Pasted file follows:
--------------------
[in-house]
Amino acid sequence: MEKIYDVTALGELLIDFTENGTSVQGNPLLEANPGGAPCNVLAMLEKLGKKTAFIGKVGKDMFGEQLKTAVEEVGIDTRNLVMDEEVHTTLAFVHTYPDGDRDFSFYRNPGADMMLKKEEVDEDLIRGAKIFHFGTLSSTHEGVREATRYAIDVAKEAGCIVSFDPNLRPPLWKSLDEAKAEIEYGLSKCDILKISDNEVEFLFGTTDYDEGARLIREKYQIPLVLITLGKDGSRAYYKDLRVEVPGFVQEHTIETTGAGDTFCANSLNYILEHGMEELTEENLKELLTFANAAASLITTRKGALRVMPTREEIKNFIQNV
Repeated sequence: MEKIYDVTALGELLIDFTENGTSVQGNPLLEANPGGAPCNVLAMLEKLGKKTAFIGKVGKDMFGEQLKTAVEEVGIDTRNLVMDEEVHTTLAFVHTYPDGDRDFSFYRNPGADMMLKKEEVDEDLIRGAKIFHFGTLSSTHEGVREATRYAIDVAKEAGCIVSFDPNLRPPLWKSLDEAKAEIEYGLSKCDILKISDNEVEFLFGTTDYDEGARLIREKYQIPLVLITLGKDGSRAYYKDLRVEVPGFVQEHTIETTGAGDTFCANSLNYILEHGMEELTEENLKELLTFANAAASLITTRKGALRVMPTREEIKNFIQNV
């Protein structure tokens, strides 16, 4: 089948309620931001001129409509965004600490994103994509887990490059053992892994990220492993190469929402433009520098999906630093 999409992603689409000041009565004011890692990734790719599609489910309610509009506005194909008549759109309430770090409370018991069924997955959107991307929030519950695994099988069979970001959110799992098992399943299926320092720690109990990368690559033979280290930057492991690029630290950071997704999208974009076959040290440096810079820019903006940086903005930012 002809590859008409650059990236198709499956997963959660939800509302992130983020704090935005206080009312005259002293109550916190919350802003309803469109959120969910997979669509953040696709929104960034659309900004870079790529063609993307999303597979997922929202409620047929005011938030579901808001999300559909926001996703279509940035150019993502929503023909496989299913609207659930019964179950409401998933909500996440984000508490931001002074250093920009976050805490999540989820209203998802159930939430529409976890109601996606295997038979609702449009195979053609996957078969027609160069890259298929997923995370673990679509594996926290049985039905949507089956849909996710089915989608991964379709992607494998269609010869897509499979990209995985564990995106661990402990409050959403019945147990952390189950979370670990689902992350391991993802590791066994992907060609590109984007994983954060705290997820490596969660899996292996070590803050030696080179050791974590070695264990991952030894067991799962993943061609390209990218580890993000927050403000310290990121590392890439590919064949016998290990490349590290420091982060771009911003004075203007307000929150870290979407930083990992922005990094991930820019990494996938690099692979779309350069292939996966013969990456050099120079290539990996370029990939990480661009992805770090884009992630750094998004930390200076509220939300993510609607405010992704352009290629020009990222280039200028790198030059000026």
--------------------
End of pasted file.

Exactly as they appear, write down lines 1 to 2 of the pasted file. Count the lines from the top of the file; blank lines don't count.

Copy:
[in-house]
Amino acid sequence: MEKIYDVTALGELLIDFTENGTSVQGNPLLEANPGGAPCNVLAMLEKLGKKTAFIGKVGKDMFGEQLKTAVEEVGIDTRNLVMDEEVHTTLAFVHTYPDGDRDFSFYRNPGADMMLKKEEVDEDLIRGAKIFHFGTLSSTHEGVREATRYAIDVAKEAGCIVSFDPNLRPPLWKSLDEAKAEIEYGLSKCDILKISDNEVEFLFGTTDYDEGARLIREKYQIPLVLITLGKDGSRAYYKDLRVEVPGFVQEHTIETTGAGDTFCANSLNYILEHGMEELTEENLKELLTFANAAASLITTRKGALRVMPTREEIKNFIQNV